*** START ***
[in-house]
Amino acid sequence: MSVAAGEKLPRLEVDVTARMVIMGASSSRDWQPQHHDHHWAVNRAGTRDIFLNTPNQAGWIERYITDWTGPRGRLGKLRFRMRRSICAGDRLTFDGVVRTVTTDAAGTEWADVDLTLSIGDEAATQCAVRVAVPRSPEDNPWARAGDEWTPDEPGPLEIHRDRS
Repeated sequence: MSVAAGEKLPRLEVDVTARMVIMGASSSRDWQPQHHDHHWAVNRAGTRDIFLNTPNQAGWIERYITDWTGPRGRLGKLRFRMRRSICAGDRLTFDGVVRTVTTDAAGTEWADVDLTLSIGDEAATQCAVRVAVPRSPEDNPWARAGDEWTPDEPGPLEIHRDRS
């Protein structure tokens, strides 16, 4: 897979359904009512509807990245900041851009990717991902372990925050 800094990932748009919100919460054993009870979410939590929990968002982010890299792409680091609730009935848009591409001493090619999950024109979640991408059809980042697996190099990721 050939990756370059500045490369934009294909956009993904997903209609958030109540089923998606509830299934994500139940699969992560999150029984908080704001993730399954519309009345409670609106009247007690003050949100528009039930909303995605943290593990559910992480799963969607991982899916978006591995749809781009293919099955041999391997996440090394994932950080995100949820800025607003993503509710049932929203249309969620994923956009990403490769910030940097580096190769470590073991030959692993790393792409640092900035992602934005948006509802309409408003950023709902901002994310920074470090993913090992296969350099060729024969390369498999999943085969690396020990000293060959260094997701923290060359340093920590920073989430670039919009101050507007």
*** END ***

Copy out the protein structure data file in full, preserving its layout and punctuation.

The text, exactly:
[in-house]
Amino acid sequence: MSVAAGEKLPRLEVDVTARMVIMGASSSRDWQPQHHDHHWAVNRAGTRDIFLNTPNQAGWIERYITDWTGPRGRLGKLRFRMRRSICAGDRLTFDGVVRTVTTDAAGTEWADVDLTLSIGDEAATQCAVRVAVPRSPEDNPWARAGDEWTPDEPGPLEIHRDRS
Repeated sequence: MSVAAGEKLPRLEVDVTARMVIMGASSSRDWQPQHHDHHWAVNRAGTRDIFLNTPNQAGWIERYITDWTGPRGRLGKLRFRMRRSICAGDRLTFDGVVRTVTTDAAGTEWADVDLTLSIGDEAATQCAVRVAVPRSPEDNPWARAGDEWTPDEPGPLEIHRDRS
């Protein structure tokens, strides 16, 4: 897979359904009512509807990245900041851009990717991902372990925050 800094990932748009919100919460054993009870979410939590929990968002982010890299792409680091609730009935848009591409001493090619999950024109979640991408059809980042697996190099990721 050939990756370059500045490369934009294909956009993904997903209609958030109540089923998606509830299934994500139940699969992560999150029984908080704001993730399954519309009345409670609106009247007690003050949100528009039930909303995605943290593990559910992480799963969607991982899916978006591995749809781009293919099955041999391997996440090394994932950080995100949820800025607003993503509710049932929203249309969620994923956009990403490769910030940097580096190769470590073991030959692993790393792409640092900035992602934005948006509802309409408003950023709902901002994310920074470090993913090992296969350099060729024969390369498999999943085969690396020990000293060959260094997701923290060359340093920590920073989430670039919009101050507007």